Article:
Tuesday, March 1, 2011

Twitter and Teens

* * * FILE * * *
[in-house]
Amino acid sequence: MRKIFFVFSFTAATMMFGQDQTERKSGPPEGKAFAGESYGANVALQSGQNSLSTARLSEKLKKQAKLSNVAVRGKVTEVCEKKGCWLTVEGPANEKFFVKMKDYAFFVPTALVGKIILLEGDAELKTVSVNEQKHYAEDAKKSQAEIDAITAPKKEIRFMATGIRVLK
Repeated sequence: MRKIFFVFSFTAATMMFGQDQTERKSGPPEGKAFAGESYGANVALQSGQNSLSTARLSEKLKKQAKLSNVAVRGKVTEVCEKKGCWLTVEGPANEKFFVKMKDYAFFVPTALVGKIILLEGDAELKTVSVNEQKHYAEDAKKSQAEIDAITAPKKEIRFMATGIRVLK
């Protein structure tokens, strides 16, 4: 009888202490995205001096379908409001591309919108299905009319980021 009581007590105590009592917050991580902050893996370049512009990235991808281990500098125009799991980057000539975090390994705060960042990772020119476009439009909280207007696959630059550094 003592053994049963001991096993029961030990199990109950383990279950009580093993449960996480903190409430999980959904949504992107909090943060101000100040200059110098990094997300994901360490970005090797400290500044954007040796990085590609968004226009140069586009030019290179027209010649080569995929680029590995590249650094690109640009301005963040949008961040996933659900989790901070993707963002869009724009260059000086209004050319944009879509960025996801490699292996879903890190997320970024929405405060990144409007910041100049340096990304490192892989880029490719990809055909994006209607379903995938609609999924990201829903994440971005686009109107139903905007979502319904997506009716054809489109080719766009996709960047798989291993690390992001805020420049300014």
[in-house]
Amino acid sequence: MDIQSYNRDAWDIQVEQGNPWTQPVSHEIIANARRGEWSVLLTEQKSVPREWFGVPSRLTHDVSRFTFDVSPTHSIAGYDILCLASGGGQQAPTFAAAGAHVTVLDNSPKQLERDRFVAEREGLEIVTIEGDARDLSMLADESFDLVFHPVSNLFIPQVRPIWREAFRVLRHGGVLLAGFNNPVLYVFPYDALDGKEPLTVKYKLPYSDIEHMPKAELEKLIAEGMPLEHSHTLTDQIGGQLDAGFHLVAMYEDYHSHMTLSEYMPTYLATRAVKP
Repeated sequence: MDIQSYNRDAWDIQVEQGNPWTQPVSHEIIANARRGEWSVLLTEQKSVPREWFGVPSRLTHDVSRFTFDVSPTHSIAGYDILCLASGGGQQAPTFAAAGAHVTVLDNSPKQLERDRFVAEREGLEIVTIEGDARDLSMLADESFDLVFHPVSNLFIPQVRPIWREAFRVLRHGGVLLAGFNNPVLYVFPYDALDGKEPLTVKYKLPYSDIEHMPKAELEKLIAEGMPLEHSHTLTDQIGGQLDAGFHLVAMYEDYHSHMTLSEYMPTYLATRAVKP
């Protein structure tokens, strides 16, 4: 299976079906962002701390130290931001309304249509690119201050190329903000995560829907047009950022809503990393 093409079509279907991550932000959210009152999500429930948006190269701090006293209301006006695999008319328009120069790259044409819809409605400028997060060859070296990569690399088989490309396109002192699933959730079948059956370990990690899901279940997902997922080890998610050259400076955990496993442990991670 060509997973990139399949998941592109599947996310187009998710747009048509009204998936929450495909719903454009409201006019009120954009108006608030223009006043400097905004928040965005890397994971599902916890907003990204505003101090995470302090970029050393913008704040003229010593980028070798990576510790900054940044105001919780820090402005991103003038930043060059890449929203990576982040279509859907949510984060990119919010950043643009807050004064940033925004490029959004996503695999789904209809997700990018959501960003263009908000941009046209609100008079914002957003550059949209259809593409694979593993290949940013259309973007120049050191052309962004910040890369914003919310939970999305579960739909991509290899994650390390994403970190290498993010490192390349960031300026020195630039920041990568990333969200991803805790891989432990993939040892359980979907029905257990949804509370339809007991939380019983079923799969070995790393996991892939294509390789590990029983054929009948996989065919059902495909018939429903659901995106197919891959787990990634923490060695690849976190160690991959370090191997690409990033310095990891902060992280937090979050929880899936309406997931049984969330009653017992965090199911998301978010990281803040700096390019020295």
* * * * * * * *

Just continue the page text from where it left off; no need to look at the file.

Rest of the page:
As I was refreshing my browser today to see the myriad of Twitter comments on the HarperCollins e-book issue, I started thinking again about my students and their general disregard of the microblogging tool. In my freshman Information Literacy & Technology course I cover digital footprint and review many of the social networking tools available. We cover how to use them effectively, how not get yourself in trouble and how people use them for communication and to reinforce social norms. My students had all heard of Twitter but most had not looked at a profile or understood what it was all about. I set up a page for the library (@GSLMC) after I realized that I was following some co-workers who had protected their tweets and I was essentially violating their privacy by showing their tweets to the students when using my page (@liberrygurl) for demonstrations. A handful of the teens had their own accounts, but they were few and far between. They thought it was interesting and the videos on the Common Craft site did a fantastic job of explaining how the process works. At the end of the lessons I gave a "quiz" where they had to tell me one Web 2.0 tool that they hadn't used before but thought was interesting, one that they didn't see the need for and what they learned about the importance of maintaining a good digital footprint. Most of my students put Twitter as an interesting, but unnecessary tool. Facebook essentially does the same thing. I wonder if we had spent more time with it that they would see the value in it. I use it for professional development, but they don't have to worry about that yet. Their world, at least at this point in their lives, doesn't extend much further than the county lines. My constant reminders to consider anything online international and permanent was surprising to some of them. Perhaps I should have spent more time and picked a current events trend and showed them another use for it. When I see workshops at conferences espousing how to use Twitter and Facebook in classrooms I wonder if I'm not seeing the big picture or if the presenters don't really understand how teens use these tools - or which tools they really use. Teens, mine at least, don't seem interested in Twitter and I really don't want the legal liability of having to report things I accidentally come across on their Facebook page while trying to incorporate it into a project. I can see value for using Twitter in the classroom, especially with current events, but it isn't a tool that teens are gravitating toward on their own.

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